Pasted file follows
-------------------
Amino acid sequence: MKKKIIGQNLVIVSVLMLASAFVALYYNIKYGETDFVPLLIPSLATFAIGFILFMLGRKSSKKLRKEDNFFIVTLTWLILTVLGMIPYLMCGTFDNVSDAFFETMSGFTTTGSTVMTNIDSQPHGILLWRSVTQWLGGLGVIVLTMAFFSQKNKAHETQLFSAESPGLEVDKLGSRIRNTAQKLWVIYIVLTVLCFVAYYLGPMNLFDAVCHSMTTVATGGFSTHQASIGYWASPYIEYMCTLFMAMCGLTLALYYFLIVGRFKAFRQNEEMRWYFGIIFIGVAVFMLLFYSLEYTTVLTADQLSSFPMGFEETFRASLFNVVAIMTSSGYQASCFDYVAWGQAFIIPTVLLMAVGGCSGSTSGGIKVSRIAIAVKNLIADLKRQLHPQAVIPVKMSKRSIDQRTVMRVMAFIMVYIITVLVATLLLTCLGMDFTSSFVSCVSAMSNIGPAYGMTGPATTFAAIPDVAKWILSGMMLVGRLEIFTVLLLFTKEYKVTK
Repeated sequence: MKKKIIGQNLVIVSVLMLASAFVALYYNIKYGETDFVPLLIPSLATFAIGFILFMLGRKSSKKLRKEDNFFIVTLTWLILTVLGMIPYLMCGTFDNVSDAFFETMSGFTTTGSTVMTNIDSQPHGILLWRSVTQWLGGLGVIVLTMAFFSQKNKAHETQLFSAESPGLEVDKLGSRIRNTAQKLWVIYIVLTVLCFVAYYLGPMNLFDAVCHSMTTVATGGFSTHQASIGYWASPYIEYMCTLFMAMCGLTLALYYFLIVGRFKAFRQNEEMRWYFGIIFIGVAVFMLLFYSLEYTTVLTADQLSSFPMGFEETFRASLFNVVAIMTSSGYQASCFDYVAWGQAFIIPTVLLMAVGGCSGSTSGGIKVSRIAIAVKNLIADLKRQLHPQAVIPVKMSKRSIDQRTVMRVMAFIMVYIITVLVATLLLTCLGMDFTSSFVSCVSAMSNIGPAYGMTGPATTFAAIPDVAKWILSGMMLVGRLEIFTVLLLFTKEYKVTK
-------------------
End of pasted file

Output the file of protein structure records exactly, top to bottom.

Amino acid sequence: MKKKIIGQNLVIVSVLMLASAFVALYYNIKYGETDFVPLLIPSLATFAIGFILFMLGRKSSKKLRKEDNFFIVTLTWLILTVLGMIPYLMCGTFDNVSDAFFETMSGFTTTGSTVMTNIDSQPHGILLWRSVTQWLGGLGVIVLTMAFFSQKNKAHETQLFSAESPGLEVDKLGSRIRNTAQKLWVIYIVLTVLCFVAYYLGPMNLFDAVCHSMTTVATGGFSTHQASIGYWASPYIEYMCTLFMAMCGLTLALYYFLIVGRFKAFRQNEEMRWYFGIIFIGVAVFMLLFYSLEYTTVLTADQLSSFPMGFEETFRASLFNVVAIMTSSGYQASCFDYVAWGQAFIIPTVLLMAVGGCSGSTSGGIKVSRIAIAVKNLIADLKRQLHPQAVIPVKMSKRSIDQRTVMRVMAFIMVYIITVLVATLLLTCLGMDFTSSFVSCVSAMSNIGPAYGMTGPATTFAAIPDVAKWILSGMMLVGRLEIFTVLLLFTKEYKVTK
Repeated sequence: MKKKIIGQNLVIVSVLMLASAFVALYYNIKYGETDFVPLLIPSLATFAIGFILFMLGRKSSKKLRKEDNFFIVTLTWLILTVLGMIPYLMCGTFDNVSDAFFETMSGFTTTGSTVMTNIDSQPHGILLWRSVTQWLGGLGVIVLTMAFFSQKNKAHETQLFSAESPGLEVDKLGSRIRNTAQKLWVIYIVLTVLCFVAYYLGPMNLFDAVCHSMTTVATGGFSTHQASIGYWASPYIEYMCTLFMAMCGLTLALYYFLIVGRFKAFRQNEEMRWYFGIIFIGVAVFMLLFYSLEYTTVLTADQLSSFPMGFEETFRASLFNVVAIMTSSGYQASCFDYVAWGQAFIIPTVLLMAVGGCSGSTSGGIKVSRIAIAVKNLIADLKRQLHPQAVIPVKMSKRSIDQRTVMRVMAFIMVYIITVLVATLLLTCLGMDFTSSFVSCVSAMSNIGPAYGMTGPATTFAAIPDVAKWILSGMMLVGRLEIFTVLLLFTKEYKVTK